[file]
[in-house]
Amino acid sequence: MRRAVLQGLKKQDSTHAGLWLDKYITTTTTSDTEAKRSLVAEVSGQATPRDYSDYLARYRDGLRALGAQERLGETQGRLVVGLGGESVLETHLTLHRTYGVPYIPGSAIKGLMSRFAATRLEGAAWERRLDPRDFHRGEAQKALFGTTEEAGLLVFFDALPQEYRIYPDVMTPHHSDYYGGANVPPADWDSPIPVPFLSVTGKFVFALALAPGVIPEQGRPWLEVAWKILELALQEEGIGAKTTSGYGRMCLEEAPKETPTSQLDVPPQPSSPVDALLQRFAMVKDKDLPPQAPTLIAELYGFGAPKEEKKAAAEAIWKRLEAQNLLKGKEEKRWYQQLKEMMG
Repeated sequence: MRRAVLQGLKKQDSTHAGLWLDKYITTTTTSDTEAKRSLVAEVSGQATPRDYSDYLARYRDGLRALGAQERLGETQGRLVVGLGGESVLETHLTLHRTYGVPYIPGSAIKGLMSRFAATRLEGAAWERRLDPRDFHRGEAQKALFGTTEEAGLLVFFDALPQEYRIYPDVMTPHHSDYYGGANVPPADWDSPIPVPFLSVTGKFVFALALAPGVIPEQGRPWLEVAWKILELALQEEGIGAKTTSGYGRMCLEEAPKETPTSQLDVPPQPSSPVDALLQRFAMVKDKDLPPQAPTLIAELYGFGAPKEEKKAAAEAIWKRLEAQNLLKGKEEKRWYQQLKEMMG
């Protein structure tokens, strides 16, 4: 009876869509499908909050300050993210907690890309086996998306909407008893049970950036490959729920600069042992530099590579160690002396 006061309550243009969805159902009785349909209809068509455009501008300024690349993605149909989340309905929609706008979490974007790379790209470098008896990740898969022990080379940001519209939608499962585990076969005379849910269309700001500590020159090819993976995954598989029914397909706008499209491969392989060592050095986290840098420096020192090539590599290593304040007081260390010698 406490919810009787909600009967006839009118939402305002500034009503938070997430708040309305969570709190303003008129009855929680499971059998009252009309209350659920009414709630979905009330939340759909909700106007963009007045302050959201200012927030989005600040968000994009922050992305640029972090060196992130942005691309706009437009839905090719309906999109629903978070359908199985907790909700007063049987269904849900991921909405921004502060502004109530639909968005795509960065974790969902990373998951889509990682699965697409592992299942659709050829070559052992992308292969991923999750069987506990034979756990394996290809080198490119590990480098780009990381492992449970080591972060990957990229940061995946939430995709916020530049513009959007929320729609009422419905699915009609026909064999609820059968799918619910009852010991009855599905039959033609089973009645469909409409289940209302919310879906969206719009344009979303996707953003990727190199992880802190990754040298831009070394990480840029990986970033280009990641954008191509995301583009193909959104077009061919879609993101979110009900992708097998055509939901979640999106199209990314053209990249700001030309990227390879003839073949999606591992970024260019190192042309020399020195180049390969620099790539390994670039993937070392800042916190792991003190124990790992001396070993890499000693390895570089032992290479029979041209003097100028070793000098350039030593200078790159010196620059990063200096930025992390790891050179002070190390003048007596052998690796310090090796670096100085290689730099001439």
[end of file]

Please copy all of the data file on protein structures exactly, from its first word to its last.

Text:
[in-house]
Amino acid sequence: MRRAVLQGLKKQDSTHAGLWLDKYITTTTTSDTEAKRSLVAEVSGQATPRDYSDYLARYRDGLRALGAQERLGETQGRLVVGLGGESVLETHLTLHRTYGVPYIPGSAIKGLMSRFAATRLEGAAWERRLDPRDFHRGEAQKALFGTTEEAGLLVFFDALPQEYRIYPDVMTPHHSDYYGGANVPPADWDSPIPVPFLSVTGKFVFALALAPGVIPEQGRPWLEVAWKILELALQEEGIGAKTTSGYGRMCLEEAPKETPTSQLDVPPQPSSPVDALLQRFAMVKDKDLPPQAPTLIAELYGFGAPKEEKKAAAEAIWKRLEAQNLLKGKEEKRWYQQLKEMMG
Repeated sequence: MRRAVLQGLKKQDSTHAGLWLDKYITTTTTSDTEAKRSLVAEVSGQATPRDYSDYLARYRDGLRALGAQERLGETQGRLVVGLGGESVLETHLTLHRTYGVPYIPGSAIKGLMSRFAATRLEGAAWERRLDPRDFHRGEAQKALFGTTEEAGLLVFFDALPQEYRIYPDVMTPHHSDYYGGANVPPADWDSPIPVPFLSVTGKFVFALALAPGVIPEQGRPWLEVAWKILELALQEEGIGAKTTSGYGRMCLEEAPKETPTSQLDVPPQPSSPVDALLQRFAMVKDKDLPPQAPTLIAELYGFGAPKEEKKAAAEAIWKRLEAQNLLKGKEEKRWYQQLKEMMG
């Protein structure tokens, strides 16, 4: 009876869509499908909050300050993210907690890309086996998306909407008893049970950036490959729920600069042992530099590579160690002396 006061309550243009969805159902009785349909209809068509455009501008300024690349993605149909989340309905929609706008979490974007790379790209470098008896990740898969022990080379940001519209939608499962585990076969005379849910269309700001500590020159090819993976995954598989029914397909706008499209491969392989060592050095986290840098420096020192090539590599290593304040007081260390010698 406490919810009787909600009967006839009118939402305002500034009503938070997430708040309305969570709190303003008129009855929680499971059998009252009309209350659920009414709630979905009330939340759909909700106007963009007045302050959201200012927030989005600040968000994009922050992305640029972090060196992130942005691309706009437009839905090719309906999109629903978070359908199985907790909700007063049987269904849900991921909405921004502060502004109530639909968005795509960065974790969902990373998951889509990682699965697409592992299942659709050829070559052992992308292969991923999750069987506990034979756990394996290809080198490119590990480098780009990381492992449970080591972060990957990229940061995946939430995709916020530049513009959007929320729609009422419905699915009609026909064999609820059968799918619910009852010991009855599905039959033609089973009645469909409409289940209302919310879906969206719009344009979303996707953003990727190199992880802190990754040298831009070394990480840029990986970033280009990641954008191509995301583009193909959104077009061919879609993101979110009900992708097998055509939901979640999106199209990314053209990249700001030309990227390879003839073949999606591992970024260019190192042309020399020195180049390969620099790539390994670039993937070392800042916190792991003190124990790992001396070993890499000693390895570089032992290479029979041209003097100028070793000098350039030593200078790159010196620059990063200096930025992390790891050179002070190390003048007596052998690796310090090796670096100085290689730099001439």